The company's S-1 lays the groundwork for what is widely expected to be one of the largest initial public offerings of the year, second only to Uber's IPO in May. It's also...Technologyread more
In an unusual open letter to investors, the CEO of e-commerce turned crypto company Overstock outlined reasons for shareholders not to worry that he recently dumped 10 percent of his shares.
"I've cashed in 1/10 of my chips (most of it, to reinvest next to you)," Overstock Founder and CEO Patrick Byrne said in letter to shareholders this week. "Don't worry, I'm still in the game, and we're going to bring this House to its knees."
Byrne sold more roughly $15.8 million worth of stock based on last week's prices on Thursday and Friday, and $4.9 million worth on Monday, according to a form 4 SEC filing. Total, the CEO has offloaded about $20 million in stock in the past week — in the same time frame share price has fallen 12 percent.
Byrne, who signed the letter "your humble servant," first disclosed plans to sell stock in a March SEC filing. He said the proceeds would "fund sidecar investments with the company," and are mostly being used to reinvest in Overstock and its subsidiary Medici Ventures.
"Thus, I am eating a double dose of my own cooking, as months ago I promised you I would," Byrne said.
The Salt Lake City-based online retailer is best known for selling products like furniture, home decor and jewelry. But the company is also moving aggressively into the blockchain space. Overstock launched its Medici Ventures division in 2014 to oversee those blockchain investments and Byrne has said he plans to reorganize or sell the e-commerce business to focus on the technology underpinning bitcoin.
Wall Street so far, is not convinced. The stock was slightly higher Tuesday but is down 61 percent this year. Byrne blamed part of that on struggling cryptocurrencies.
"I sadly note that over the last 180 days the correlation between OSTK's and Bitcoin's daily movements has been 85.5%, and again warn people: we don't have significant holdings of Bitcoin," he said.
Overstock shares briefly surged 21 percent in August after the retailer announced that Hong Kong private-equity firm GSR Capital will invest up to $270 million into its blockchain subsidiary tZero. The investment will be made at a valuation of $1.5 billion, giving the private equity firm an 18 percent stake in tZero.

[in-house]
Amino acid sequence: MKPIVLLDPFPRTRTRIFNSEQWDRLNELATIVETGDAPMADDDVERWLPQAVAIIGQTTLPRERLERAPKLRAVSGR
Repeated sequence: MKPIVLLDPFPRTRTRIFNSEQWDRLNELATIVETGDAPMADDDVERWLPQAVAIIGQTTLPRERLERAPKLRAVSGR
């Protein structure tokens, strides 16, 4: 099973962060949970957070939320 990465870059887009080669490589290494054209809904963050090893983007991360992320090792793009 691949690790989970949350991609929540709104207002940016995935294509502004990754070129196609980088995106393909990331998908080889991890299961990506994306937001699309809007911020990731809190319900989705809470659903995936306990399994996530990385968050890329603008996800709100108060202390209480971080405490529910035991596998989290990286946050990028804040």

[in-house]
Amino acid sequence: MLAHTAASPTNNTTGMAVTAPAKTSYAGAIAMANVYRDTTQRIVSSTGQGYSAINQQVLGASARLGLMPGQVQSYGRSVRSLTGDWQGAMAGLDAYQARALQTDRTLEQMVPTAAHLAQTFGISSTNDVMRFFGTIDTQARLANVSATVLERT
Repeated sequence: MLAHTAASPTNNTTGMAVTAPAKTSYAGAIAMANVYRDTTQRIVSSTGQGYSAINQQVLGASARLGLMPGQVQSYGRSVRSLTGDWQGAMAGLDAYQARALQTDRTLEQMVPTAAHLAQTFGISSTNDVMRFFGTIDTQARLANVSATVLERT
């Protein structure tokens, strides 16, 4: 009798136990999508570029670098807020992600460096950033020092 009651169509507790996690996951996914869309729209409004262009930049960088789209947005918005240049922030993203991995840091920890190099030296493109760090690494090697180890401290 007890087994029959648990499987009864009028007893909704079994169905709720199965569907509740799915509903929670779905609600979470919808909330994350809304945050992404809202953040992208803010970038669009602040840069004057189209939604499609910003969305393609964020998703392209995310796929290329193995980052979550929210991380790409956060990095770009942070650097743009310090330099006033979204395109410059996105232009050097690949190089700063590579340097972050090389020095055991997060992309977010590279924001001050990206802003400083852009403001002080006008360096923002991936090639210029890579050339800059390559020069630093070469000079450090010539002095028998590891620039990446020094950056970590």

Overstock.com's subsidiary tZero said in late September it would form a joint venture to start a digital coin exchange and the company has said it has a license for an alternative trading system through another acquisition.
The Securities and Exchange Commission announced earlier this year it is investigating the firm for its cryptocurrency-focused subsidiary's sale of digital tokens. Overstock said in February that the agency requested "certain documents related to the offering and the tokens in connection with its investigation," according to an 8-K filing with the commission.
U.S. regulators have increased their scrutiny of sales of new digital tokens, or initial coin offerings. The fundraising method has brought in $11.3 billion this year alone, according to data from financial research firm Autonomous Next. Total ICO fundraising nosedived in August though to its lowest since May of 2017.
Byrne said in the 18 years at the company, he as only ever sold a "tiny sliver" of stock and for most of those years did not draw a salary.
"For the last several, have drawn $100,000 so as to avoid being one of those schmucks who does not draw a salary," he said in the letter.
Byrne also pointed to needing to "pay Uncle Sam," seemingly to meet tax obligations.
"Remember, I didn't build this. Washington built this," the CEO said.
Here are Byrne's six reasons for selling:
1) Within a matter of days, I will reinvest most of this money into two co-investments with Overstock and Medici
Ventures (thus I am eating a double dose of my own cooking, as months ago I promised you I would).
2) You will soon see me honor several professors from my distant past who should not be asked to wait any longer.
3) I have to pay Uncle Sam his cut. Remember, I didn't build this. Washington built this.
4) I feel very encouraged by the speed of improvements in our retail business (which also makes me comfortable taking this moment to sell). I also think the Medici Ventures business model is playing out beautifully, and we are getting to park your capital in some of the most exciting blockchain innovations in the world, coupled with the tech and corporate support that is making Medici Ventures a sought-after capital partner.
5) As was announced six months ago, I needed to sell stock during this quarter to meet such other obligations. I am disappointed that I when the deadline arrived for my sales this quarter, the stock had dropped (I sadly note that over the last 180 days the correlation between OSTK's and Bitcoin's daily movements has been 85.5%, and again warn people: we don't have significant holdings of Bitcoin).
6) In the 18 years I've worked here, I have only ever sold a tiny sliver of my stock before (and that was 10 years ago, in the midst of my Mitzvah with Wall Street, when I wanted to test the system). Most of these 18 years I did not draw a salary (and for the last several, have drawn $100,000 so as to avoid being one of those schmucks who does not draw a salary).